My recent review of the Thermaltake A500 chassis highlighted that it was a departure from Thermaltake's preference of all glass all RGB design choices. Well, the Thermaltake View 71 could be the poster child of Thermaltake’s recent design philosophy.
This isn't a bad thing though, RGB and tempered glass are massively popular at the moment, and the View 71 has been out for a while now and received almost universal praise.
The View 71 is near the top of the Thermaltake line-up with only the View 91 above it in the View line, and the A500 and Level 20 range being more expensive.
Therefore, as you can expect it has a feature set that should accommodate the most complex and expensive PC builds. At £155.76 you could even argue it is quite affordable for an ultra-premium case.
The blurb from Thermaltake states:
The View 71 Tempered Glass RGB Plus Edition full-tower chassis features three 120mm Riing Plus 12 RGB front fans and one 120mm Riing Plus 12 RGB rear fan for outstanding ventilation, and its seven drive trays with modular drive racks deliver advanced storage capacity and liquid cooling expansion. This elegantly designed piece utilizes swing-out side panels, and is enclosed in four-side 5mm tempered glass for users to demonstrate their DIY handiwork and enjoy the ultimate internal component visibility. With support for the latest PC hardware, the View 71 TG RGB Plus Edition is not only fascinating in appearance, and when it comes to performance, the only thing that will limit its capabilities is users’ imaginations.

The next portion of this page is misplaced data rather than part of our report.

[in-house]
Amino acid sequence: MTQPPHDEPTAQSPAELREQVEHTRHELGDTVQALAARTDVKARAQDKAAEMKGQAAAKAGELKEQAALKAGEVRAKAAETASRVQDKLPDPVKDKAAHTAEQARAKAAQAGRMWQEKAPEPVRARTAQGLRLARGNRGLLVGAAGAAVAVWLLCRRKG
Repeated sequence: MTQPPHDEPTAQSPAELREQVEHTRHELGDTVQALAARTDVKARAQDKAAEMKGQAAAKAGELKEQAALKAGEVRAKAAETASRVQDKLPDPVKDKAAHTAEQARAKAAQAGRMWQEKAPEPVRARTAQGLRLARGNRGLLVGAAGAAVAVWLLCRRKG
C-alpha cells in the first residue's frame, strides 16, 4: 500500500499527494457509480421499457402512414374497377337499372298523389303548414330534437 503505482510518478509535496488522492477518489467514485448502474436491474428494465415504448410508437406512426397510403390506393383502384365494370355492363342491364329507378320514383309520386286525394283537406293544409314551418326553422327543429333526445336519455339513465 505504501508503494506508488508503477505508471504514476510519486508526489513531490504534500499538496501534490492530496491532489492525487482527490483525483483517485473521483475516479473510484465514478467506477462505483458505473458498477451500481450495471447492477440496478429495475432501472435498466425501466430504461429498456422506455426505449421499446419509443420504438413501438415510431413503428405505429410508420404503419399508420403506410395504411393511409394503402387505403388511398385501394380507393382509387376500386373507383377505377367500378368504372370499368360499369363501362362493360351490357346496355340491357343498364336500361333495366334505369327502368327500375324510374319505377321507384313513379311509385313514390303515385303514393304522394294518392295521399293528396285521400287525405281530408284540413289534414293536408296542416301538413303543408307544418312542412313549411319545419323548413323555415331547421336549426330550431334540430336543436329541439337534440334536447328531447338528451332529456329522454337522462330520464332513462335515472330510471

The model I have been sent is the none RGB model so it is a little cheaper but omits the three 140mm RGB LED Riing in favour of two 140mm blue LED Riing fans. The RGB model is £25 more on Amazon and I would be inclined to spend the little bit extra for these excellent fans.
Fan support is a little lower than some of the more expensive models but still extensive. The front can handle two 140mm or three 120mm fans, rather than the 200mm compatibility on the Level 20 GT. In the top you get a bit more flexibility with three 120mm or 140mm. The rear can be either 120mm or 140mm. You then also get two 120mm options on the bottom.
Radiator support is superb, with the front, top and right going all the way up to 420mm, the bottom can handle 120 or 360mm and the back can go up to 240mm. Thermaltake put a lot of thought when designing their cases and this is optimized for providing users a quick way to access the drain valve without having to tilt the entire PC when draining coolant from the loop.
The top and right can handle all the AIO options Thermaltake has on the market, including the 360mm Floe Riing RGB Premium Edition I have previously reviewed.
The case has four 5mm tempered glass panels, with the front and top panels being held in place with thumbscrews but the side panels being on hinges and then closed with thumb screws. The housing around the top panel is plastic and this unclips in a similar manner to the Level 20 series, providing access to the radiator mounts. The glass panels sit raised off the front allowing air to flow freely behind them. With the top panel the plastic housing provided further space for air to move around freely. The top and front panels have a mesh dust filter that clips into place while on the bottom is another that slides out.
Specially designed for dual GPU placement options, the View 71 TG Edition has the support for vertical graphic card layout with dual PCI-E slots design. Integrated riser GPU support bracket not only prevents the graphic card from sagging, but also helps to reduce the weight on the motherboard PCI-E slots. It is worth noting that while the bracket is included there is no PCI-e extension cable, so you should factor that into the cost if you want to mount vertically.